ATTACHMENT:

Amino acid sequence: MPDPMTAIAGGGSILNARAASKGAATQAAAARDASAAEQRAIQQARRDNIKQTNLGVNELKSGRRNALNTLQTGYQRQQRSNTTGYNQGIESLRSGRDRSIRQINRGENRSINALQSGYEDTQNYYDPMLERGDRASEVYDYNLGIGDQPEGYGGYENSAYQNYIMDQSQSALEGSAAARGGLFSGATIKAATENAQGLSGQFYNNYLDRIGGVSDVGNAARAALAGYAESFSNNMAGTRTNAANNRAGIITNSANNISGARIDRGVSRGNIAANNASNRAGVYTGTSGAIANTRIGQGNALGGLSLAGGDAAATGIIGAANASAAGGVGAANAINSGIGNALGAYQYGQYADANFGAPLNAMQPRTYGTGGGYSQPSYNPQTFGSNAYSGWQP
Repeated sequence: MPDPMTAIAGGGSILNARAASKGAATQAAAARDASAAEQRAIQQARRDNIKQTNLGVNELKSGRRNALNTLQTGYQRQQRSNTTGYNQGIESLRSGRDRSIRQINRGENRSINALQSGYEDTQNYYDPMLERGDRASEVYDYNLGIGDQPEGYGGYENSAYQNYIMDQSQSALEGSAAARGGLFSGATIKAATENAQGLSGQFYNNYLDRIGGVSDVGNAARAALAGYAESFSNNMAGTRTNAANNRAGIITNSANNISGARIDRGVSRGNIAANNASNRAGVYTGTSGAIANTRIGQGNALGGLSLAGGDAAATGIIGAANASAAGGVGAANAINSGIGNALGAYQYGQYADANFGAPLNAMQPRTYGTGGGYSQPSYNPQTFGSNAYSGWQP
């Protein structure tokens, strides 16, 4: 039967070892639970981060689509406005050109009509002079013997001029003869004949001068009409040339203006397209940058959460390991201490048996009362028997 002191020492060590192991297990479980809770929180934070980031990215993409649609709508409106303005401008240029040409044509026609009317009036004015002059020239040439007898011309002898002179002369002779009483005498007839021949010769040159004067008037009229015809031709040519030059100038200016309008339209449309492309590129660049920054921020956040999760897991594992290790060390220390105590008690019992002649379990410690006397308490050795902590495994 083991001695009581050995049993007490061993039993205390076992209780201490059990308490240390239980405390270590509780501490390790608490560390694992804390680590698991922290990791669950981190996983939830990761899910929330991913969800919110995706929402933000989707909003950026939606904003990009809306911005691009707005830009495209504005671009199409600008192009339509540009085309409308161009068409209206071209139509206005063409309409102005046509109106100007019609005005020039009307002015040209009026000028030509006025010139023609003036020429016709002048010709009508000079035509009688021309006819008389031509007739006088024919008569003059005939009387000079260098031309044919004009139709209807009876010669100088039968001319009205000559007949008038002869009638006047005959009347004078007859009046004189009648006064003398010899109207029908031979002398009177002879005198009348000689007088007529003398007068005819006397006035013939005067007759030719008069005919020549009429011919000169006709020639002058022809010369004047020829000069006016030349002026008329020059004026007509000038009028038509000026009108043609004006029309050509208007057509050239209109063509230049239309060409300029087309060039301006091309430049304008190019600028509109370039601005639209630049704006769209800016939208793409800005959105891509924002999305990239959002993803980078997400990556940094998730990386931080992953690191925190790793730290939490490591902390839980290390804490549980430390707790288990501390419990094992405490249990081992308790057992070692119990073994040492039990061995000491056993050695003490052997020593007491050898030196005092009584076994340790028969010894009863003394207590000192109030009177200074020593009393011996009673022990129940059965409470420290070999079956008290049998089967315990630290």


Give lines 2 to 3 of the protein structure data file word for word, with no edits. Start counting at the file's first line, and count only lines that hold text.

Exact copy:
Repeated sequence: MPDPMTAIAGGGSILNARAASKGAATQAAAARDASAAEQRAIQQARRDNIKQTNLGVNELKSGRRNALNTLQTGYQRQQRSNTTGYNQGIESLRSGRDRSIRQINRGENRSINALQSGYEDTQNYYDPMLERGDRASEVYDYNLGIGDQPEGYGGYENSAYQNYIMDQSQSALEGSAAARGGLFSGATIKAATENAQGLSGQFYNNYLDRIGGVSDVGNAARAALAGYAESFSNNMAGTRTNAANNRAGIITNSANNISGARIDRGVSRGNIAANNASNRAGVYTGTSGAIANTRIGQGNALGGLSLAGGDAAATGIIGAANASAAGGVGAANAINSGIGNALGAYQYGQYADANFGAPLNAMQPRTYGTGGGYSQPSYNPQTFGSNAYSGWQP
């Protein structure tokens, strides 16, 4: 039967070892639970981060689509406005050109009509002079013997001029003869004949001068009409040339203006397209940058959460390991201490048996009362028997 002191020492060590192991297990479980809770929180934070980031990215993409649609709508409106303005401008240029040409044509026609009317009036004015002059020239040439007898011309002898002179002369002779009483005498007839021949010769040159004067008037009229015809031709040519030059100038200016309008339209449309492309590129660049920054921020956040999760897991594992290790060390220390105590008690019992002649379990410690006397308490050795902590495994 083991001695009581050995049993007490061993039993205390076992209780201490059990308490240390239980405390270590509780501490390790608490560390694992804390680590698991922290990791669950981190996983939830990761899910929330991913969800919110995706929402933000989707909003950026939606904003990009809306911005691009707005830009495209504005671009199409600008192009339509540009085309409308161009068409209206071209139509206005063409309409102005046509109106100007019609005005020039009307002015040209009026000028030509006025010139023609003036020429016709002048010709009508000079035509009688021309006819008389031509007739006088024919008569003059005939009387000079260098031309044919004009139709209807009876010669100088039968001319009205000559007949008038002869009638006047005959009347004078007859009046004189009648006064003398010899109207029908031979002398009177002879005198009348000689007088007529003398007068005819006397006035013939005067007759030719008069005919020549009429011919000169006709020639002058022809010369004047020829000069006016030349002026008329020059004026007509000038009028038509000026009108043609004006029309050509208007057509050239209109063509230049239309060409300029087309060039301006091309430049304008190019600028509109370039601005639209630049704006769209800016939208793409800005959105891509924002999305990239959002993803980078997400990556940094998730990386931080992953690191925190790793730290939490490591902390839980290390804490549980430390707790288990501390419990094992405490249990081992308790057992070692119990073994040492039990061995000491056993050695003490052997020593007491050898030196005092009584076994340790028969010894009863003394207590000192109030009177200074020593009393011996009673022990129940059965409470420290070999079956008290049998089967315990630290």